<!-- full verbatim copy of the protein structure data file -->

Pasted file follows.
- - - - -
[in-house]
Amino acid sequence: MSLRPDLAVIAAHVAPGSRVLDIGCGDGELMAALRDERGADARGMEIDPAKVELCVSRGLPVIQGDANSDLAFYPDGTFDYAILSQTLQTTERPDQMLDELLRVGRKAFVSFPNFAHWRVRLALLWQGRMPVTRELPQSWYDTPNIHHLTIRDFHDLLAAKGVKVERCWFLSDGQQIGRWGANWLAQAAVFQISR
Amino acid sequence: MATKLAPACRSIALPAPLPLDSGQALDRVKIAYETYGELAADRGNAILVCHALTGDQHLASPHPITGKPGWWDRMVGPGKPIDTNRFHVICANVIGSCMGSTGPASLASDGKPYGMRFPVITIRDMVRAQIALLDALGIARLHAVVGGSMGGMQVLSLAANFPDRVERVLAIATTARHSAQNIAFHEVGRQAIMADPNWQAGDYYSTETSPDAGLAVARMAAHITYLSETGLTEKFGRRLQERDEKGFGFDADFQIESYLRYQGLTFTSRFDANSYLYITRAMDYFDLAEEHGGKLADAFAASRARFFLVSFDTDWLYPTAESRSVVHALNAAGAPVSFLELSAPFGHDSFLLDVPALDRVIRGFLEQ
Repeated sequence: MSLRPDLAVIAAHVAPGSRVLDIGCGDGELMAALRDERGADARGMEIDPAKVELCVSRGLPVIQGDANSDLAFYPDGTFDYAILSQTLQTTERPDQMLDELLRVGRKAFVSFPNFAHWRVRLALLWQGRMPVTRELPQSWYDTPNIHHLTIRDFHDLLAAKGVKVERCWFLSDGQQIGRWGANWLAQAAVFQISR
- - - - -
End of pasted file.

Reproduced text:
[in-house]
Amino acid sequence: MSLRPDLAVIAAHVAPGSRVLDIGCGDGELMAALRDERGADARGMEIDPAKVELCVSRGLPVIQGDANSDLAFYPDGTFDYAILSQTLQTTERPDQMLDELLRVGRKAFVSFPNFAHWRVRLALLWQGRMPVTRELPQSWYDTPNIHHLTIRDFHDLLAAKGVKVERCWFLSDGQQIGRWGANWLAQAAVFQISR
Amino acid sequence: MATKLAPACRSIALPAPLPLDSGQALDRVKIAYETYGELAADRGNAILVCHALTGDQHLASPHPITGKPGWWDRMVGPGKPIDTNRFHVICANVIGSCMGSTGPASLASDGKPYGMRFPVITIRDMVRAQIALLDALGIARLHAVVGGSMGGMQVLSLAANFPDRVERVLAIATTARHSAQNIAFHEVGRQAIMADPNWQAGDYYSTETSPDAGLAVARMAAHITYLSETGLTEKFGRRLQERDEKGFGFDADFQIESYLRYQGLTFTSRFDANSYLYITRAMDYFDLAEEHGGKLADAFAASRARFFLVSFDTDWLYPTAESRSVVHALNAAGAPVSFLELSAPFGHDSFLLDVPALDRVIRGFLEQ
Repeated sequence: MSLRPDLAVIAAHVAPGSRVLDIGCGDGELMAALRDERGADARGMEIDPAKVELCVSRGLPVIQGDANSDLAFYPDGTFDYAILSQTLQTTERPDQMLDELLRVGRKAFVSFPNFAHWRVRLALLWQGRMPVTRELPQSWYDTPNIHHLTIRDFHDLLAAKGVKVERCWFLSDGQQIGRWGANWLAQAAVFQISR